text and photography by KEN DRUSE

A dark ceiling looms over the landscape as winter comes to a close. Yesterday’s fresh white cover has melted into tattered patches of gray. The lingering cold calls for gloves and hats and collars turned up against the chill. But on one day each year, in March or early April, there’s an unexpected shift. A warm breeze washes over my cheek, and soon my runny nose detects familiar scents: mushy leaves, thawing earth, and the spongy beds of sleeping beetles. It’s nature’s birthday.

This day of change feels a little sad, full of emptiness and longing. I’m so used to gray I might miss its familiarity. But as I trudge down the street, something nudges me out of my funk—a flying bird reflected in a puddle lifts my gaze skyward, where I imagine a green haze of emerging leaves, even though the trees and sky are black and white.

This chartreuse hallucination is a premonition. My yearnings, as usual, are running well ahead of the calendar. By the time the trees really begin to leaf out, weeks later, I’ll be in the thick of the gardening season. But for me, the acid green of new growth on nearly every plant is the true color of spring, not the pink azaleas or bright red tulips.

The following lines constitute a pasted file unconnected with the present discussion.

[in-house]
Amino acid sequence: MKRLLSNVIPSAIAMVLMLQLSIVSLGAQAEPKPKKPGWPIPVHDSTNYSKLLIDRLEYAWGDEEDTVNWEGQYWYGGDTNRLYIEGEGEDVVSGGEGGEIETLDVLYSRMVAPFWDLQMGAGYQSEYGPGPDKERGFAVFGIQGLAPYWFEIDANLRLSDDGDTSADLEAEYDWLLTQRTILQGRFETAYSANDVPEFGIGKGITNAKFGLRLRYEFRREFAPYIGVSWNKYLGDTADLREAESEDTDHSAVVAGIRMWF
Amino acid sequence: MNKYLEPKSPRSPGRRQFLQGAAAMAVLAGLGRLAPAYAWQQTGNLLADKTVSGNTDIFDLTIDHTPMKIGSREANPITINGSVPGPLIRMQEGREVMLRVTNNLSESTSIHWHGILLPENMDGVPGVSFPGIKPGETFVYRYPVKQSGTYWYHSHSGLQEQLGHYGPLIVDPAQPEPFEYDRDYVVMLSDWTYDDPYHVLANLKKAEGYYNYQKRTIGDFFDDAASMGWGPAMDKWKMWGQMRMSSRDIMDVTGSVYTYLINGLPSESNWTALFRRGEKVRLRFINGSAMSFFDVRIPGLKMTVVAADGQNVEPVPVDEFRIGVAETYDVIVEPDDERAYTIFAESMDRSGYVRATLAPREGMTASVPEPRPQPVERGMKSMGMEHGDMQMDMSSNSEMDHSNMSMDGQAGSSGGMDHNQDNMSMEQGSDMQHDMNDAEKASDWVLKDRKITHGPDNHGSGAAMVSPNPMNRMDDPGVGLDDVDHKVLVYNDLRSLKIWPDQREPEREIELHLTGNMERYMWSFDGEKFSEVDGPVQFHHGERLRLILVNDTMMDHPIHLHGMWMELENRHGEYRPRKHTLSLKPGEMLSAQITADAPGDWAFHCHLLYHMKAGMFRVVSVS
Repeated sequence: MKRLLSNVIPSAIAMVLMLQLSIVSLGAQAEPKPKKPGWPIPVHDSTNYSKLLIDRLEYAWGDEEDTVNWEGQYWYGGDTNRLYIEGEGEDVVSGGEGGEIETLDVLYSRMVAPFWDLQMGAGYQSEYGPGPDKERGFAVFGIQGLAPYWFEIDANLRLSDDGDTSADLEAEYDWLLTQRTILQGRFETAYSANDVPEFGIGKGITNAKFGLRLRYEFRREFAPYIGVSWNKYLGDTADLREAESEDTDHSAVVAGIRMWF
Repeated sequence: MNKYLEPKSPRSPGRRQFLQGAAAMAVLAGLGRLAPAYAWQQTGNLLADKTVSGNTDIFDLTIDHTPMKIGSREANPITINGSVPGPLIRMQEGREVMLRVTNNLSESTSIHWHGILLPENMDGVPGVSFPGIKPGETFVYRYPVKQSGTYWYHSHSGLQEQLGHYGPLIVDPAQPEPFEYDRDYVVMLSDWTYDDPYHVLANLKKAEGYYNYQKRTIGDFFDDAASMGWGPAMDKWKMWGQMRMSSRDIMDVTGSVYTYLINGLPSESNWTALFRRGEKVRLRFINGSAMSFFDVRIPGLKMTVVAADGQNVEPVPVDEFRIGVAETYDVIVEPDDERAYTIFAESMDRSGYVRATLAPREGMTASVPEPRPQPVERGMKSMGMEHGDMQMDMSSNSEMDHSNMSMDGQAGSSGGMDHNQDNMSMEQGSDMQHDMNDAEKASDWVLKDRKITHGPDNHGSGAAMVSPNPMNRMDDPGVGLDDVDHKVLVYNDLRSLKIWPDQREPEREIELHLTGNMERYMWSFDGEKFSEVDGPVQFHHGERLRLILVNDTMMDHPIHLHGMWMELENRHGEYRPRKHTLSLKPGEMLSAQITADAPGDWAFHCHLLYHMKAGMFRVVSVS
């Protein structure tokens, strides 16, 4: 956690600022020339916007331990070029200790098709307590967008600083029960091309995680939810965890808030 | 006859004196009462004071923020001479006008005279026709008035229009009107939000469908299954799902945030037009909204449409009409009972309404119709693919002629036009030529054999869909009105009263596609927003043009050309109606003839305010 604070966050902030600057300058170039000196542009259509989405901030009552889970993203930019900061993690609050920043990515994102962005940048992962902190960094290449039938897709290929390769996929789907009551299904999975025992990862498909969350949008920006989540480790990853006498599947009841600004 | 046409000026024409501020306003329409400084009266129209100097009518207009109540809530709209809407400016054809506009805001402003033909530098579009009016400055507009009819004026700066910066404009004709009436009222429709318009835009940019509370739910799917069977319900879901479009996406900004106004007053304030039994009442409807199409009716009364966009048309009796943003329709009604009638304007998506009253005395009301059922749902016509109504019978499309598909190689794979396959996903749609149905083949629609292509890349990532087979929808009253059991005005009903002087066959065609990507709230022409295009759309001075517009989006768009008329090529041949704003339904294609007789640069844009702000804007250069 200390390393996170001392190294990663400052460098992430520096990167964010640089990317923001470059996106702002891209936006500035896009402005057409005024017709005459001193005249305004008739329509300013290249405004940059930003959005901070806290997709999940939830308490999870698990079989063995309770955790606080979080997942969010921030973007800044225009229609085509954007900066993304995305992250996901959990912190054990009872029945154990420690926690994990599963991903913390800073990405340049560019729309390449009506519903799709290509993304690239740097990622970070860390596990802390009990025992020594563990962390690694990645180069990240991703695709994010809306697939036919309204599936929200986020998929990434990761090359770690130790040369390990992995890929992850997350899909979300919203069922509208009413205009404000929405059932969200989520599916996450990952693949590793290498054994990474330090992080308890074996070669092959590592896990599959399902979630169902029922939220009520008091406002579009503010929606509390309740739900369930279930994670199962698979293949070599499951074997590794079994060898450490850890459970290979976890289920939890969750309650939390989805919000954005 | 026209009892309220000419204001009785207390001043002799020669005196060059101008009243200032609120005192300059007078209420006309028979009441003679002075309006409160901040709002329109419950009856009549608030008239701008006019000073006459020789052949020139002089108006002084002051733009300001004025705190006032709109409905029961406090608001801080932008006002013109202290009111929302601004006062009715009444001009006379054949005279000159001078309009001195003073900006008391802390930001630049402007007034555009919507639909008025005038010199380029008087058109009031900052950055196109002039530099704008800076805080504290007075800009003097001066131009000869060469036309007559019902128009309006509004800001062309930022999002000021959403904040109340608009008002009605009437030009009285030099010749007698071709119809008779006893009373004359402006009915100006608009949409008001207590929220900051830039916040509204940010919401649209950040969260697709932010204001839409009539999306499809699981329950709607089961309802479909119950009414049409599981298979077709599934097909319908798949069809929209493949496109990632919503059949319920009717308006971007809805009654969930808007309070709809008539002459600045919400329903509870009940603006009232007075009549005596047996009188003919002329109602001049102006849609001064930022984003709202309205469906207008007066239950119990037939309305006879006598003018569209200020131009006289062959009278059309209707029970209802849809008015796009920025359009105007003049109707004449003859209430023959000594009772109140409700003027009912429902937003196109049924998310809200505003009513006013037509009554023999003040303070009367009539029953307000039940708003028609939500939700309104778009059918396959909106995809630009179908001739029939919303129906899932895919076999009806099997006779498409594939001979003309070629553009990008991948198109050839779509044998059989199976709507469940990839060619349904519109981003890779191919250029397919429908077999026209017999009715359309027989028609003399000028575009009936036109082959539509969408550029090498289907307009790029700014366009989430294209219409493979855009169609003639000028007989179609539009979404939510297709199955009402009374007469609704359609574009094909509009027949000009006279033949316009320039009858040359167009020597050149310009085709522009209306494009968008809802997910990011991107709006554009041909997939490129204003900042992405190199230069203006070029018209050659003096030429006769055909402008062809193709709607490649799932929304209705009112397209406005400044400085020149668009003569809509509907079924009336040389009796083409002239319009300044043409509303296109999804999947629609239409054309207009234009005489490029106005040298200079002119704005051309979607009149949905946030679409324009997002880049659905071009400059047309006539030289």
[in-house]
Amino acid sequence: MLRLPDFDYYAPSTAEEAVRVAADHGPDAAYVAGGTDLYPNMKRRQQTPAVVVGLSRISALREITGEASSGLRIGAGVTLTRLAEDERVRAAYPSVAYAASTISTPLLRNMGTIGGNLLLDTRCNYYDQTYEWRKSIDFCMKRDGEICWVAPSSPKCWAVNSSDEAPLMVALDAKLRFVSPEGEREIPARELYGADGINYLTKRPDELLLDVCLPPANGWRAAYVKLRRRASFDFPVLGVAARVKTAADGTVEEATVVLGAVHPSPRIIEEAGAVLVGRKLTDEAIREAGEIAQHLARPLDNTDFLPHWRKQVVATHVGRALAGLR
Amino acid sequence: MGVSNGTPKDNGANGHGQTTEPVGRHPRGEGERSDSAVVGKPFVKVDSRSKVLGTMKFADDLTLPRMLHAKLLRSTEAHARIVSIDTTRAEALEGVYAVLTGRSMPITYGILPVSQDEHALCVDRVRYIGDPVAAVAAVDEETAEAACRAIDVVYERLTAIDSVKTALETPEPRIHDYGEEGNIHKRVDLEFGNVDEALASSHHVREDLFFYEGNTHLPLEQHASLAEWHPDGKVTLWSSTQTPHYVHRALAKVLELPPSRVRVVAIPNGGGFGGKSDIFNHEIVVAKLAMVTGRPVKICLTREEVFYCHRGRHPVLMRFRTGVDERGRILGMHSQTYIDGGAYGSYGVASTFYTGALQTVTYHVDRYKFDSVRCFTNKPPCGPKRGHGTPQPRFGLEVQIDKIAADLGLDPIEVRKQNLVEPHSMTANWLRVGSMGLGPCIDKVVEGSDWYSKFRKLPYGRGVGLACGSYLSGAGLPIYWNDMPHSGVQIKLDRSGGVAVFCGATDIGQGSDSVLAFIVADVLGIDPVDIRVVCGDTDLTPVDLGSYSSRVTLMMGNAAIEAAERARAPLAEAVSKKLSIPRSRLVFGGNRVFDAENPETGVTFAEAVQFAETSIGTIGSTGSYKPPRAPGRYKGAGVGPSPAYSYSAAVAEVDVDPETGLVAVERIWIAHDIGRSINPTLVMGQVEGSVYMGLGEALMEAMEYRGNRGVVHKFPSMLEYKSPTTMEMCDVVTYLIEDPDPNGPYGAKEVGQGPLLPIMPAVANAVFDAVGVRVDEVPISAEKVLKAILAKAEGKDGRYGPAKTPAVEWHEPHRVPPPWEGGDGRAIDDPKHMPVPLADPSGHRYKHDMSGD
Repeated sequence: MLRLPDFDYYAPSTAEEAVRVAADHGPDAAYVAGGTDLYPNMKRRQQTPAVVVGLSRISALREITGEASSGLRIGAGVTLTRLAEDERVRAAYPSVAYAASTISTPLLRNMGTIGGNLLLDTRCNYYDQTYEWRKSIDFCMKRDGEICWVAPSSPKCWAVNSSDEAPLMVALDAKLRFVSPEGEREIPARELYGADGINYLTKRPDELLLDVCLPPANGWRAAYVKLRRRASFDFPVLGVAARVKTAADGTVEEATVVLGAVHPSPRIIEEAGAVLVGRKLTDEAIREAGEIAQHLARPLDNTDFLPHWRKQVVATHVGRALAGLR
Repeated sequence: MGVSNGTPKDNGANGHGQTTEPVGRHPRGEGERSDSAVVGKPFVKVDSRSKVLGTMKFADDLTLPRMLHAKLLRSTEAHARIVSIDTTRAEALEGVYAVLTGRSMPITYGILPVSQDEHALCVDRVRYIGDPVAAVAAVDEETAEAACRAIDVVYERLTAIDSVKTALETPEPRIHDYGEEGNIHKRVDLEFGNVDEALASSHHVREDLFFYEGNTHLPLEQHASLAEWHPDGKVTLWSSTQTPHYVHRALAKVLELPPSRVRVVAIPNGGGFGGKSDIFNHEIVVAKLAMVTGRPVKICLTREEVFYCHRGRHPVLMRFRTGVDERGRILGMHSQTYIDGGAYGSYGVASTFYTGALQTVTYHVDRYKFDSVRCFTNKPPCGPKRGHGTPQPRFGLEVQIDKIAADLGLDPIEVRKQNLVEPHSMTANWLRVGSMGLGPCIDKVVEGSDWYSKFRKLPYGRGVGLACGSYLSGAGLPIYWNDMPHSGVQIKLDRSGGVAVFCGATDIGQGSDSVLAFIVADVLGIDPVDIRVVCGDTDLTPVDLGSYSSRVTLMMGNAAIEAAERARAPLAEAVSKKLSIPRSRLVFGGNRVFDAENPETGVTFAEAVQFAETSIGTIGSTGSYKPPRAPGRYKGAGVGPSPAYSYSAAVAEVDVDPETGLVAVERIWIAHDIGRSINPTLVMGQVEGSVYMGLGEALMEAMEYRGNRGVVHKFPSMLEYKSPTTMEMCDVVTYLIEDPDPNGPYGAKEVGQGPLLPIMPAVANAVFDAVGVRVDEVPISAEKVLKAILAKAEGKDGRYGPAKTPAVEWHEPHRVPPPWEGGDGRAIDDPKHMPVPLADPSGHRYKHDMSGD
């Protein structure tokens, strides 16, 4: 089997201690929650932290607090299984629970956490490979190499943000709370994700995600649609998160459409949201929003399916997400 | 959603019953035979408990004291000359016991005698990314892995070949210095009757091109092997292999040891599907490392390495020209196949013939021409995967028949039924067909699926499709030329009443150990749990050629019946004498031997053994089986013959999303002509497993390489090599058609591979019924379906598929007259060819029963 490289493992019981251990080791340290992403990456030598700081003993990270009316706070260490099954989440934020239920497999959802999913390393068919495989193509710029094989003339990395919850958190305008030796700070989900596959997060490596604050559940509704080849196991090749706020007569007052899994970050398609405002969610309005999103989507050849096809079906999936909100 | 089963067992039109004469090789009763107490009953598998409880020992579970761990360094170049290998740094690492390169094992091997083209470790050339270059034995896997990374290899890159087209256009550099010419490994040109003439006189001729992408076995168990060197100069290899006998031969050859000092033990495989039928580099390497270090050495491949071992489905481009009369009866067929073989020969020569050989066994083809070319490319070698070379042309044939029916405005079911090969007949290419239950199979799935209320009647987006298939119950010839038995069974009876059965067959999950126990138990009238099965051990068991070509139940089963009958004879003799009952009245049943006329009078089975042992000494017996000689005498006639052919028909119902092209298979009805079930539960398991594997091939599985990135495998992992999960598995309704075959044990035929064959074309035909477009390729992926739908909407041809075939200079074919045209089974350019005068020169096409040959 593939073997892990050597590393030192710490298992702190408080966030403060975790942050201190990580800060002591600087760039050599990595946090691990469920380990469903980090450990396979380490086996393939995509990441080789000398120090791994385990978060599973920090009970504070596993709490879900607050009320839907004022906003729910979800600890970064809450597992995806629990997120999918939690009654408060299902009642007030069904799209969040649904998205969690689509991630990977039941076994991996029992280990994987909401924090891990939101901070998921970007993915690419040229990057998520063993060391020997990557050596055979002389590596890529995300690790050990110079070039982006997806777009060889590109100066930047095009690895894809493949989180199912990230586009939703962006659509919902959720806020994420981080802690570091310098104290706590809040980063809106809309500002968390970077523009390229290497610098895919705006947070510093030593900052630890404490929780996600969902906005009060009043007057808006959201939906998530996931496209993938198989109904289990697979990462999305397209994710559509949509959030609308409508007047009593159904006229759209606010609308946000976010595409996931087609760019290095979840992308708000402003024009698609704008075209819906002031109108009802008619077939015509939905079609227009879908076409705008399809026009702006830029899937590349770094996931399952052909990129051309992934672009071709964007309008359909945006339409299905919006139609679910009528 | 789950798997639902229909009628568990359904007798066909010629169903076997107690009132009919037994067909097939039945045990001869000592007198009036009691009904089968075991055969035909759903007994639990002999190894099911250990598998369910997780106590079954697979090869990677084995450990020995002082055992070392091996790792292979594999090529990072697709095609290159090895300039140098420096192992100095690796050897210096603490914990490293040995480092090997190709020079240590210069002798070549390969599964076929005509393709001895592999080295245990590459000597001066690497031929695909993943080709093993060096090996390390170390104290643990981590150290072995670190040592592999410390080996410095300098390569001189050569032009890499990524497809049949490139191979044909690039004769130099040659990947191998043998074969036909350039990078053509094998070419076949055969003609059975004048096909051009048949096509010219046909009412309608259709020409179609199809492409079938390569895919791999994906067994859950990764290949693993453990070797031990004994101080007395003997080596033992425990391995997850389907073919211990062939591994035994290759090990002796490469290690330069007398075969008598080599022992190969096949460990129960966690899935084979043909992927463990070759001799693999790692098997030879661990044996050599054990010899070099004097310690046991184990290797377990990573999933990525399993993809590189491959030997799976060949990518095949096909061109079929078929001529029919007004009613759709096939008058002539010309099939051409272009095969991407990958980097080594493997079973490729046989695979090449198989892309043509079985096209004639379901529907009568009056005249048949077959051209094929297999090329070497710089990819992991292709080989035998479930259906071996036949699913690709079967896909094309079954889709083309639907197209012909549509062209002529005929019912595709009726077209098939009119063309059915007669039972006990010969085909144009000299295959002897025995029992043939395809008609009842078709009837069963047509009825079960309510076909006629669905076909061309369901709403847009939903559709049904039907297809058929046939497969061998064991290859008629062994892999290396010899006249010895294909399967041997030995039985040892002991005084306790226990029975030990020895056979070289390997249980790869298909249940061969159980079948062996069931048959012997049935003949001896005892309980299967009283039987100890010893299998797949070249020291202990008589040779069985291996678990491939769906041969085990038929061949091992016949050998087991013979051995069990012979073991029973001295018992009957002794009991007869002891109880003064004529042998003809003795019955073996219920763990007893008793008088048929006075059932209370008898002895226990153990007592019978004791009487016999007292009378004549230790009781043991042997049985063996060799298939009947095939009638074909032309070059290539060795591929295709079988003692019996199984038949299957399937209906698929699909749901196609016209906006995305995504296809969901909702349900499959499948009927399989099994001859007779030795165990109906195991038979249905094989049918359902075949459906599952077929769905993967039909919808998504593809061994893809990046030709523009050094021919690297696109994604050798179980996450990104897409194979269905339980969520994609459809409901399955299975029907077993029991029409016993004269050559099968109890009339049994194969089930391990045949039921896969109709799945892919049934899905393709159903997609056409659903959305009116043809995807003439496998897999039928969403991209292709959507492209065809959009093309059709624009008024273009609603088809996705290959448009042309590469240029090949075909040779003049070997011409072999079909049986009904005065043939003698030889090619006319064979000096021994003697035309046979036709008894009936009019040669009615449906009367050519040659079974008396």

People who fail to see the signposts of seasonal change may get their kicks from the rush of the “real world”—from computers, elevators, crowded office towers, and gray flannel suits darker than a February sky. But if there is contentment to be found at that pace, I don’t get it. I dip a toe into that world, but it isn’t really home. We gardeners have one foot firmly planted in a different place, one governed by a different, more powerful rhythm.

If you’re not certain whether that rhythm has a place in your own garden, watch what happens to a patch of bare earth at this time of year. In a week or two, a film of green appears on the brown soil. Some seeds were waiting in the soil for moisture, warmth, and light to germinate; others floated in or were carried by the birds. In a short time, a catalog of local weeds appears. By filling every hospitable void, nature renews our faith; and though it may be hard to remember this affirmation of new life every time we weed, gardeners have no trouble recognizing that something big is at work here.

The knowledge gleaned from our gardens makes us ideal advocates for nature. We can be rebels, fighting for clean air, open land, and pure water—as we must be. I used to say that there were no rules in gardening, that it’s fine to just go out and have fun, but I’ve amended that notion. I want to leave this place better off, healthier, than I found it. That’s an effort I’m happy to make for the gift of planting and inscribing my mark on the land. H

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